Using Windows Screen Readers on a Mac

Using Windows Screen Readers on a Mac

It is possible to test Windows screen reader accessibility on a Mac, in a virtual machine such as Parallels, VMWare, or Apple Bootcamp, but you will need a hardware or software workaround to make up for the lack of an Insert key on the Mac, because the Insert key is the main default modifier key used by screen readers on Windows.


Before trying any of the methods below, you may want to configure NVDA to use "Laptop" keyboard layout in the NVDA menu (NVDA+n) => Preferences => Keyboard Settings since the desktop layout relies on many keys which do not exist on some Mac keyboards (depending on your computer and/or keyboard model).

Option 1: Hardware

Use an external keyboard that has an insert key. There are many external keyboards you can plugin or that use Bluetooth to connect to your Mac. This option is more expensive, but also more reliable. If you are going to be using Windows screen readers a lot on your Mac, this is probably the best option.

Option 2: Software - SharpKeys

One option to remap an unused key to the missing insert key is by using an open source program called SharpKeys. SharpKeys is a utility that manages a Registry key that allows Windows to remap one key to any other key. Included in the application is a list of common keyboard keys and a Type Key feature to automatically recognize most keyboard keys.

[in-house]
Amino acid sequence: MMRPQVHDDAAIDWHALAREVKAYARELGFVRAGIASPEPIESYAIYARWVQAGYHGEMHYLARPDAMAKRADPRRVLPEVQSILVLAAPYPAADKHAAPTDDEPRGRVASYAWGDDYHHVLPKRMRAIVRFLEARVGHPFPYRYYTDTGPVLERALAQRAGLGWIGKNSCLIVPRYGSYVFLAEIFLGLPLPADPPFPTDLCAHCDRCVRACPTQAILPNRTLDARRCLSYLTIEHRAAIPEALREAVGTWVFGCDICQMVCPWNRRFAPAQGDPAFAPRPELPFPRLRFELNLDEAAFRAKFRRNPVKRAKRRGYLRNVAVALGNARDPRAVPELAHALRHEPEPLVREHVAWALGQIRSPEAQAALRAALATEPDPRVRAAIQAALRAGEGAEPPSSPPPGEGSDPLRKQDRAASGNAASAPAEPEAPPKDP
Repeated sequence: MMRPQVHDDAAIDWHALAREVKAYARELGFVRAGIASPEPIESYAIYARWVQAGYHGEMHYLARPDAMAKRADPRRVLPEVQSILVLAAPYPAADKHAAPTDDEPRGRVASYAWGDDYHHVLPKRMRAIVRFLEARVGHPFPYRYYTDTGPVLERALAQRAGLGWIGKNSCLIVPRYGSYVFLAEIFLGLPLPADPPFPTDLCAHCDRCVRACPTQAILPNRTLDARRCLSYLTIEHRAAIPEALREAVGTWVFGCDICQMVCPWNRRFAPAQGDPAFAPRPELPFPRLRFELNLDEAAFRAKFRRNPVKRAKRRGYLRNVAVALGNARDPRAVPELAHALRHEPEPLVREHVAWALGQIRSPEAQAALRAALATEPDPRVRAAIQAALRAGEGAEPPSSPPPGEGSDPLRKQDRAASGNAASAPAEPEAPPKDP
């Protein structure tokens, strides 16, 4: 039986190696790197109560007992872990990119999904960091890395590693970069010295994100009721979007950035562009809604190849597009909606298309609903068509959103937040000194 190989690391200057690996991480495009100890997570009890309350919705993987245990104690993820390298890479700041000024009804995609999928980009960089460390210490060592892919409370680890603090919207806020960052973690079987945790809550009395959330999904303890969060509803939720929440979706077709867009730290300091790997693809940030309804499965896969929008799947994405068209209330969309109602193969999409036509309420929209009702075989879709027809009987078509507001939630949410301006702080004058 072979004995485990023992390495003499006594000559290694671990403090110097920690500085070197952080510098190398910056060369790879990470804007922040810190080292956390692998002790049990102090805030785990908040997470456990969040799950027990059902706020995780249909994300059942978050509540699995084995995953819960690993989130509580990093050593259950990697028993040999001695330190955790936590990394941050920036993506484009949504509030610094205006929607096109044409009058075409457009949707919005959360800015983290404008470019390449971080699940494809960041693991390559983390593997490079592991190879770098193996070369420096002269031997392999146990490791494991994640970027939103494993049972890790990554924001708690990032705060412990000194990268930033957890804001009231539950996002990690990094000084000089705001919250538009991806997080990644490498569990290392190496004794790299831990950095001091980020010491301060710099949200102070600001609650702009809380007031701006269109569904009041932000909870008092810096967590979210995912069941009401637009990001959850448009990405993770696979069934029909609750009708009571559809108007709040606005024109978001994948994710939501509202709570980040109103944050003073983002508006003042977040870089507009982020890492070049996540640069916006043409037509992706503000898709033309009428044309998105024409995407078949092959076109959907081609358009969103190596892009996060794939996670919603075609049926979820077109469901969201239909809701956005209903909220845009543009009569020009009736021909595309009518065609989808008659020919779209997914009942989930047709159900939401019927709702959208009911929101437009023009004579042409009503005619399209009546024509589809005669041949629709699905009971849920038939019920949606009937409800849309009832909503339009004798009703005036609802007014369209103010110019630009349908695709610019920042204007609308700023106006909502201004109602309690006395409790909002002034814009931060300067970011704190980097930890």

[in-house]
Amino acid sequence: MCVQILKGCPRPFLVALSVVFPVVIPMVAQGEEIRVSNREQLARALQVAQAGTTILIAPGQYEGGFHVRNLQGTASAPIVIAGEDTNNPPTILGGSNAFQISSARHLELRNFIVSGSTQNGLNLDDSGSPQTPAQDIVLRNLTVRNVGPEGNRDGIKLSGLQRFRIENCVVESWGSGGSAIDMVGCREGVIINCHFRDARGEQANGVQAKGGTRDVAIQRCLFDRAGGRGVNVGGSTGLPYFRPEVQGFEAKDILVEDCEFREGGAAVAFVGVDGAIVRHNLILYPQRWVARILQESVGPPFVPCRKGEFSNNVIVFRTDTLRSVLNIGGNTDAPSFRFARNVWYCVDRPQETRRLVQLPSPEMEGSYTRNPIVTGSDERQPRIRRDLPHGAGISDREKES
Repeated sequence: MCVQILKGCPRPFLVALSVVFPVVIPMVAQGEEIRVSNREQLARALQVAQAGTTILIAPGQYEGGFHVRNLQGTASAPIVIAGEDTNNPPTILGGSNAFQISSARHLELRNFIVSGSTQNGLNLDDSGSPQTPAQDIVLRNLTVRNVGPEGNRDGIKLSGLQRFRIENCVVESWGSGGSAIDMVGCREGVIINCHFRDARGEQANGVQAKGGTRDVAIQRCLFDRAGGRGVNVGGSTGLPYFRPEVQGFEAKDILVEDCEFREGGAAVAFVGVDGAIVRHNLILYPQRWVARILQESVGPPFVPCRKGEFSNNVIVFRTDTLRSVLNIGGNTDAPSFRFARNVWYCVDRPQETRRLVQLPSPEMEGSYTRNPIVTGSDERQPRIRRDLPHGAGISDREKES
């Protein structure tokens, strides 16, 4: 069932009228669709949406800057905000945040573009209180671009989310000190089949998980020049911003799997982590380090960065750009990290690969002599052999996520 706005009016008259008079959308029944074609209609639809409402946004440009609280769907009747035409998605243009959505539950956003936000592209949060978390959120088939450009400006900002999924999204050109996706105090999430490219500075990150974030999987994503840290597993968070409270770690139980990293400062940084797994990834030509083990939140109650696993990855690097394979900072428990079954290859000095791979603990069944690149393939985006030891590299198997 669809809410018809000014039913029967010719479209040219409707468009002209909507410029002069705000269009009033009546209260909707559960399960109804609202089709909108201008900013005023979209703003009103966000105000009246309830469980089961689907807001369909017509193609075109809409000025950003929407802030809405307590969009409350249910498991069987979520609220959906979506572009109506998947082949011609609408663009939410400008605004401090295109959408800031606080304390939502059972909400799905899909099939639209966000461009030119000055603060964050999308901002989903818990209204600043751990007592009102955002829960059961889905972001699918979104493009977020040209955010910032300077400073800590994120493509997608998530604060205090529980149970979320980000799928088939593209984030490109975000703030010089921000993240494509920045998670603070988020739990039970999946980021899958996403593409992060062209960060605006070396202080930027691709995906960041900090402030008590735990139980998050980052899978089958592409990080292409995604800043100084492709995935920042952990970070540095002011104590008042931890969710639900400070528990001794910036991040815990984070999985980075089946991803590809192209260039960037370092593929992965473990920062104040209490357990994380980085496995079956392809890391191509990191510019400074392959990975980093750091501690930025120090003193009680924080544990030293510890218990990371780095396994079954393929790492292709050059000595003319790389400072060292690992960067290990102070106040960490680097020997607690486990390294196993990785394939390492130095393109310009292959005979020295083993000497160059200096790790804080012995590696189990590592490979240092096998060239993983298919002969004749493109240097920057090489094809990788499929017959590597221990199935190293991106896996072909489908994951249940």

1. Open your virtual machine program and download and install SharpKeys.
  2. Run the SharpKeys program and click the "Add" button

  3. Click the "Type Key" button and press the key you want to replace. That key will be highlighted on the left column.

  4. Or just find the key you want to replace on the list manually. That key will be highlighted on the left column.

    Note: You can choose any keyboard key to map, but it makes sense to use a key that is duplicated on your keyboard so you do not lose any functionality. Examples of this include: left or right alt key, or the left or right control key.

  5. In the right column, choose the "Special: Insert" key to map the actual key to the virtual key.

  6. Reset the virtual machine before testing the new mapped keys.

Option 3: Software - Karabiner Elements

For some newer Mac machines with touch bars, SharpKeys may not be the best solution. However, there is an alternate open source program called Karabiner Elements that is a powerful and stable keyboard customizer that should work if SharpKeys doesn't.

  1. Download the Karabiner Elements program to your Mac - NOT on your virtual machine. Make sure you pick the version that matches your Mac operating system. You can find this information under the Apple logo => About this Mac.
  2. Run through the installation set-up and open the Karabiner Elements program - NOT the Karabiner EventViewer program.

  3. While the program is running, go to System Preferences => Security and Privacy. Press the "Allow" button.

  4. Go back to the Karabiner Elements program and run through the Keyboard Setup Assistant to find your computer's keyboard.

  5. Next, go to the "Simple Modifications" tab to map an unused key to the insert key.

  6. Open up your virtual machine and test out your new insert key.

Bonus NVDA settings:

  • Install the Focus Highlight addon for NVDA which makes it easier to see what object currently has each of NVDA’s different focus targets.
  • Enable the "Speech Viewer" log window via NVDA Menu => Tools => Speech Viewer so you can see what NVDA is saying more easily.